There’s one universally loathed exercise: the pull-up.
We helplessly dangle, barely able to grip the bar, begging our muscles to move something, and all we usually manage are wild feet kicks — if we can hang at all. We avoid the whole nonsense, thinking “How often do I ever need to pull myself up? Who am I, Rambo?”
Allow me to convince you otherwise. The pull-up is THE upper body exercise. There’s a reason the military requires them; they are stupid-hard and a quick indication of your upper body fitness.
But don’t despair; you, too, can do them.
First off — and be honest — are you overweight? Plain physics is my reason for asking. The more you weigh, the more you have to “pull up.” Drop some weight, and it will make pull-ups and everything else easier.
Second item to consider: Can you hang by your hands? If you can’t, then you’ll need to start working on your grip strength. Start carrying heavy things, things you must struggle to “grip” and walk around with: milk jugs full of sand, dumbbells, 5-gallon buckets of rocks. Let the weight hang from your arms; make your hands work.
If you have access to a gym, you can start working on a “pull-up assist” machine. Using a weight stack, it allows you to offset your body weight and try the pull-up motion. (Just keep moving that weight pin to progress yourself.)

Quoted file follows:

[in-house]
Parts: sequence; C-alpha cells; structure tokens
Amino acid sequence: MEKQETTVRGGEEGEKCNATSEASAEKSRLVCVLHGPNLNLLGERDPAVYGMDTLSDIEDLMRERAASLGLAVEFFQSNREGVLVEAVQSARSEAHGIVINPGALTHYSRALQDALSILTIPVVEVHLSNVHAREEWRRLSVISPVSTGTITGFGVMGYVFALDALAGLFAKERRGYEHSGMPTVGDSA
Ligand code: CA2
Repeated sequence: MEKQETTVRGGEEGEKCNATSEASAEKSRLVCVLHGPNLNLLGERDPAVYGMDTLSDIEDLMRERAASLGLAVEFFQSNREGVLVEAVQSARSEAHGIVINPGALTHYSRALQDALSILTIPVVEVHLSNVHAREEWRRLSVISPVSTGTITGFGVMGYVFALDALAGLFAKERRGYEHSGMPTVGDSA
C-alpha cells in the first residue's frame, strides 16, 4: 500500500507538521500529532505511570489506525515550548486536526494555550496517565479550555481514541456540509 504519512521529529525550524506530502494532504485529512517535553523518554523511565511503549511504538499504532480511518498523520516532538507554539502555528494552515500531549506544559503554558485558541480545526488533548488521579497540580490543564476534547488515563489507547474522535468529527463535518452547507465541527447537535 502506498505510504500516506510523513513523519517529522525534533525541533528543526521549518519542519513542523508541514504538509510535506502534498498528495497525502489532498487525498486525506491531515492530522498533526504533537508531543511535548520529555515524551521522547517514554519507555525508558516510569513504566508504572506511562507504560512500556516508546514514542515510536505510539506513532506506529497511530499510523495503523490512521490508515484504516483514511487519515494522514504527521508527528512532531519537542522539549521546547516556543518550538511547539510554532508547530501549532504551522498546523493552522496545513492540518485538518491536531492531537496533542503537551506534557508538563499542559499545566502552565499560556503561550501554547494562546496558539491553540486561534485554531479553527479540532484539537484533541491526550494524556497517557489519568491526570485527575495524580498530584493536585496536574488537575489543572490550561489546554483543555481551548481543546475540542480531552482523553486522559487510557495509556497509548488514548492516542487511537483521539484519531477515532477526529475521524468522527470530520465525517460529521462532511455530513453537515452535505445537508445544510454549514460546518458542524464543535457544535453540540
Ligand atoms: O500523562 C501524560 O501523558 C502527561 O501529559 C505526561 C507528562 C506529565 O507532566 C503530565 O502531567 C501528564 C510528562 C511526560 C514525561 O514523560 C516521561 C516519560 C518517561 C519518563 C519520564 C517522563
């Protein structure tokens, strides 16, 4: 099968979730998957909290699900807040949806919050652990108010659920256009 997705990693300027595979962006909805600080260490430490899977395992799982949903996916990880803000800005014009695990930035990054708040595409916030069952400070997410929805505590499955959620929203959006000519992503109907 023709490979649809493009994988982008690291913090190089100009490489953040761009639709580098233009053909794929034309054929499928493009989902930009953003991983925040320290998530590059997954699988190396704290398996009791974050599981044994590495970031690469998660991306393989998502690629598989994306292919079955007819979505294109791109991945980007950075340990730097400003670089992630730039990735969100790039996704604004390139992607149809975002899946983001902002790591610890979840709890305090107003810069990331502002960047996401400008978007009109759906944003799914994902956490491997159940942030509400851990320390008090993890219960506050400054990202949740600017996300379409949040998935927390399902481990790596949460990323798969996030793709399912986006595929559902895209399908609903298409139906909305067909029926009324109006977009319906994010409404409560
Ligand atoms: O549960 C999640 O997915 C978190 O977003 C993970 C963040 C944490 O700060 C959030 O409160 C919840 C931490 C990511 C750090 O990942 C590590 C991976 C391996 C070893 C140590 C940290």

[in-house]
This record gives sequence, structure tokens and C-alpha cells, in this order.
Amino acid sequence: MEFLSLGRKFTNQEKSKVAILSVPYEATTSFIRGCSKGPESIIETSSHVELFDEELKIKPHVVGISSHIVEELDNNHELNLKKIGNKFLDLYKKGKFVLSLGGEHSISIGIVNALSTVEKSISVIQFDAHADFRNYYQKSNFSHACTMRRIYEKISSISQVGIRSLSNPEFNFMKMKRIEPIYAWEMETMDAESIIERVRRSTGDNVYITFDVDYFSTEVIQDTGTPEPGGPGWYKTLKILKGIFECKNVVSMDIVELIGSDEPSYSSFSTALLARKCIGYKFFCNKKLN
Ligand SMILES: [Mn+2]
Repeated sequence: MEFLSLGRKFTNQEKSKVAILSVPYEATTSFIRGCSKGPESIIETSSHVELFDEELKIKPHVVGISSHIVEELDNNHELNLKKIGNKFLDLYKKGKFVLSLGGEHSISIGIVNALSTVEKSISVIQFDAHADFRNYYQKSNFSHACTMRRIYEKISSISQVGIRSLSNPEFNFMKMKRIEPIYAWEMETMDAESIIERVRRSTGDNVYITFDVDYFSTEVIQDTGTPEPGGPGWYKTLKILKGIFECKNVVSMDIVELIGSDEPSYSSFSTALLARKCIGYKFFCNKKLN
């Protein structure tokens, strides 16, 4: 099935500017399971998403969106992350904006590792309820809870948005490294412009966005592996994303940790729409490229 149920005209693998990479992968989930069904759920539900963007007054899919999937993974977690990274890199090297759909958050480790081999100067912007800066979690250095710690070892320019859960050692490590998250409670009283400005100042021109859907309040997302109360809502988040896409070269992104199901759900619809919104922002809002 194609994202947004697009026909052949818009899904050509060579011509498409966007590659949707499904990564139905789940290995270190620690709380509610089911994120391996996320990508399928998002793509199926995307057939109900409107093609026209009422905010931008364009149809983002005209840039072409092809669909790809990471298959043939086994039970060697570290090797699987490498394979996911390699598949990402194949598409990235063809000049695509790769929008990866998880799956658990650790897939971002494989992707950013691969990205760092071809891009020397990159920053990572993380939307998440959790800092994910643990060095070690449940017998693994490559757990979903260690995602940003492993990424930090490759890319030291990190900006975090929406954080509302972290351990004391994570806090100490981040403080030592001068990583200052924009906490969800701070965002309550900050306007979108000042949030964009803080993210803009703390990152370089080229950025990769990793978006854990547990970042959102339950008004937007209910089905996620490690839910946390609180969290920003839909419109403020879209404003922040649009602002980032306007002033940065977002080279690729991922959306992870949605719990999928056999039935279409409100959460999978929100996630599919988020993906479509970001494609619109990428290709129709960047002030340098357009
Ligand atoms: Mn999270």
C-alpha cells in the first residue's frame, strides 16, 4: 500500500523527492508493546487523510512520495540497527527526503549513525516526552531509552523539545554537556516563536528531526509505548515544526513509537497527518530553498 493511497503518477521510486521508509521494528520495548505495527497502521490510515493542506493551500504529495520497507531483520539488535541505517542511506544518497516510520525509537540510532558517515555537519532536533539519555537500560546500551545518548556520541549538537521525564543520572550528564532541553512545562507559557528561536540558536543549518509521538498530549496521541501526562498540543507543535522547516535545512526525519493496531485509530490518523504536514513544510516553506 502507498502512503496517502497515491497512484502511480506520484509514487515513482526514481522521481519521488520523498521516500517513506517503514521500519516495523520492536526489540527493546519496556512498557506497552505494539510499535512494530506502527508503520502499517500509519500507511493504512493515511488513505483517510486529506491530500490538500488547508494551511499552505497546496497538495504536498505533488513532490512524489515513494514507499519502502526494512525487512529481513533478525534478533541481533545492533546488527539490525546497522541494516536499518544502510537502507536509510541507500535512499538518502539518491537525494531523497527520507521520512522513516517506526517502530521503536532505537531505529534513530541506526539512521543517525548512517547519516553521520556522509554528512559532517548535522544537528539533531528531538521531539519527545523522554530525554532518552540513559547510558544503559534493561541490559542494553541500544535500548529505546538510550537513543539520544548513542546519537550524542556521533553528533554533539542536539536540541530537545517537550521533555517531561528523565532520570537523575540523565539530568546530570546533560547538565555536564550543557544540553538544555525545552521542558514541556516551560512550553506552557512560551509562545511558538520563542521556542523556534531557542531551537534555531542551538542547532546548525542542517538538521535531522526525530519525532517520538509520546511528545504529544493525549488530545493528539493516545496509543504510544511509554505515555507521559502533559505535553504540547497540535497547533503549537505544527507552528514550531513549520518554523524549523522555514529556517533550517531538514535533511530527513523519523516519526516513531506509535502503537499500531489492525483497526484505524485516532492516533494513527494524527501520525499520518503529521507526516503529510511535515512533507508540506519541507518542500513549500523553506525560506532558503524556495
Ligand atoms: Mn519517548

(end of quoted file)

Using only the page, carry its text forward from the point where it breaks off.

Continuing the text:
You can also try Super Bands, giant rubber bands you secure around the pull-up bar and put your knee (or foot) through. They also offset some of your body weight, making the pull-up motion possible for beginners.
Once you’ve lost some weight and can hang by your hands, it’s time to start on the pull-up bar (make sure the bar can support you).
The easiest way to start is the “jump-n-hang.” Using a sturdy step, reach up and grab the bar tight, then “jump” so your chin is above the bar. Stay there, arms bent, as long as you possibly can. When you feel your muscles starting to give out (which might be less than a second), ease yourself back down to the step as slowly as you can manage.
Take a short break, and do it again. Aim for three to five times in the first round. Rest a couple of minutes, then do another round (set). Do two sets two to three times a week on non-consecutive days. Each time, stay in the “hang” as long as you can. It will get longer as you get stronger.
Be patient and persistent. Eventually, you will feel ready to try a “real” pull-up, where instead of jumping into position, you pull yourself up using your arms. Pair your new pull-ups with push-ups, which we covered in last month’s column, to create a great upper body workout that’s simple and extremely effective.
Oh, and listen for the phone. Rambo will be calling you for a mission any day.
• Shannon Sorrels is an NSCA-certified personal trainer and owner of Physix LLC in Ahwatukee Foothills. Reach her at (480) 428-5660 or www.azphysix.com